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This is the Forensics Wiki, a Creative Commons-licensed wiki devoted to information about digital forensics (also known as computer forensics). We currently list a total of 719 pages.

Much of computer forensics is focused on the tools and techniques used by investigators, but there are also a number of important papers, people, and organizations involved. Many of those organizations sponsor conferences throughout the year and around the world. You may also wish to examine the popular journals and some special reports.


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Featured Forensic Research

Mar 2012

Balasubramaniyan, Vijay A., Poonawalla, Aamir, Ahamad, Mustaque, Hunter, Michael T., Traynor, Patrick - PinDr0p: using single-ended audio features to determine call provenance
Proceedings of the 17th ACM conference on Computer and communications security pp. 109--120, New York, NY, USA,2010
http://doi.acm.org/10.1145/1866307.1866320
Bibtex
Author : Balasubramaniyan, Vijay A., Poonawalla, Aamir, Ahamad, Mustaque, Hunter, Michael T., Traynor, Patrick
Title : PinDr0p: using single-ended audio features to determine call provenance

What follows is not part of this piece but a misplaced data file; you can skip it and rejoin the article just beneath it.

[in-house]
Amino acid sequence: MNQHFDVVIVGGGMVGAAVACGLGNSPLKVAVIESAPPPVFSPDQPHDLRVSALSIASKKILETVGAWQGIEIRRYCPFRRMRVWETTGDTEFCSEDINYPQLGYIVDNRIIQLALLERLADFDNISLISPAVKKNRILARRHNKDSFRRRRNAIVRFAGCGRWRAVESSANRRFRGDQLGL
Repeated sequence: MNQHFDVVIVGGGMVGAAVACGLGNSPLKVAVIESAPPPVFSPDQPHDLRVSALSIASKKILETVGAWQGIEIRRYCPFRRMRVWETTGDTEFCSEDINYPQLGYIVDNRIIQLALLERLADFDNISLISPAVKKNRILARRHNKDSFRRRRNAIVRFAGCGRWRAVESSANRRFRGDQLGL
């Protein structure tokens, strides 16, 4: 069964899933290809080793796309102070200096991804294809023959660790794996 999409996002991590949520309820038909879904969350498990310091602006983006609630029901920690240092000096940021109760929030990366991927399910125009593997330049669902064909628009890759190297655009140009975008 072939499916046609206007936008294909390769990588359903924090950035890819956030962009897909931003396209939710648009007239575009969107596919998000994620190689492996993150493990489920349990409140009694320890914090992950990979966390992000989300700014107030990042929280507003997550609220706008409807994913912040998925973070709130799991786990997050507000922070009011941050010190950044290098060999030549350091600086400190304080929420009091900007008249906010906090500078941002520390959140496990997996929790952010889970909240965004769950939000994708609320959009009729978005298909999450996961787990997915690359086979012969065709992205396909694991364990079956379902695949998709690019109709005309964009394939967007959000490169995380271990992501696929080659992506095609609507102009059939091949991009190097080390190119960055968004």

In : Proceedings of the 17th ACM conference on Computer and communications security -
Address : New York, NY, USA
Date : 2010

The recent diversification of telephony infrastructure allows users to communicate through landlines, mobile phones and VoIP phones. However, call metadata such as Caller-ID is either not transferred or transferred without verification across these networks, allowing attackers to maliciously alter it. In this paper, we develop PinDr0p, a mechanism to assist users in determining call provenance — the source and the path taken by a call. Our techniques detect and mea- sure single-ended audio features to identify all of the applied voice codecs, calculate packet loss and noise profiles, while remaining agnostic to characteristics of the speaker’s voice (as this may le- gitimately change when interacting with a large organization). In the absence of verifiable call metadata, these features in combina- tion with machine learning allow us to determine the traversal of a call through as many as three different providers (e.g., cellular, then VoIP, then PSTN and all combinations and subsets thereof) with 91.6% accuracy. Moreover, we show that once we identify and characterize the networks traversed, we can create detailed fin- gerprints for a call source. Using these fingerprints we show that we are able to distinguish between calls made using specific PSTN, cellular, Vonage, Skype and other hard and soft phones from loca- tions across the world with over 90% accuracy. In so doing, we provide a first step in accurately determining the provenance of a call.

(See also Past Selected Articles)

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